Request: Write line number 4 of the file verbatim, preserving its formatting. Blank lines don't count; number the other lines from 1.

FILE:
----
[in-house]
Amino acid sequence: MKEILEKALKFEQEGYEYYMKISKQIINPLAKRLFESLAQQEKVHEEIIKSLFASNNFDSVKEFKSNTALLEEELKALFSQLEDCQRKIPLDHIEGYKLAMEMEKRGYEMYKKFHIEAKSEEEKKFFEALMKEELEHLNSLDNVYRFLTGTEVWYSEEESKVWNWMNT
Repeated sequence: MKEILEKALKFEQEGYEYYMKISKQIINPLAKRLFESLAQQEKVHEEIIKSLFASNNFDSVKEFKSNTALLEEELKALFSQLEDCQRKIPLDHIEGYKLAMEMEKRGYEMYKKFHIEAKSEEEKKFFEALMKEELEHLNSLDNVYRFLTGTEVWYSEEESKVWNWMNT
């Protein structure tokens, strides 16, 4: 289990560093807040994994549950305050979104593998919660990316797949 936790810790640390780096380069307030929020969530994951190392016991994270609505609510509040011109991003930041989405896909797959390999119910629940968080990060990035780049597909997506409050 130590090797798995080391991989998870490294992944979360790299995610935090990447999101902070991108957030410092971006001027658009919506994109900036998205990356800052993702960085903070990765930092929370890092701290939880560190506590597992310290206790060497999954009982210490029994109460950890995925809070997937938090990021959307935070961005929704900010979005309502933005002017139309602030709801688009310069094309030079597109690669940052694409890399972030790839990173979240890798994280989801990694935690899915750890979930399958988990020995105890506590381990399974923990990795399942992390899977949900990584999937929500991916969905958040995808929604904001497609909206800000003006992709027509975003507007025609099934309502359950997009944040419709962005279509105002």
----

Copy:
């Protein structure tokens, strides 16, 4: 289990560093807040994994549950305050979104593998919660990316797949 936790810790640390780096380069307030929020969530994951190392016991994270609505609510509040011109991003930041989405896909797959390999119910629940968080990060990035780049597909997506409050 130590090797798995080391991989998870490294992944979360790299995610935090990447999101902070991108957030410092971006001027658009919506994109900036998205990356800052993702960085903070990765930092929370890092701290939880560190506590597992310290206790060497999954009982210490029994109460950890995925809070997937938090990021959307935070961005929704900010979005309502933005002017139309602030709801688009310069094309030079597109690669940052694409890399972030790839990173979240890798994280989801990694935690899915750890979930399958988990020995105890506590381990399974923990990795399942992390899977949900990584999937929500991916969905958040995808929604904001497609909206800000003006992709027509975003507007025609099934309502359950997009944040419709962005279509105002």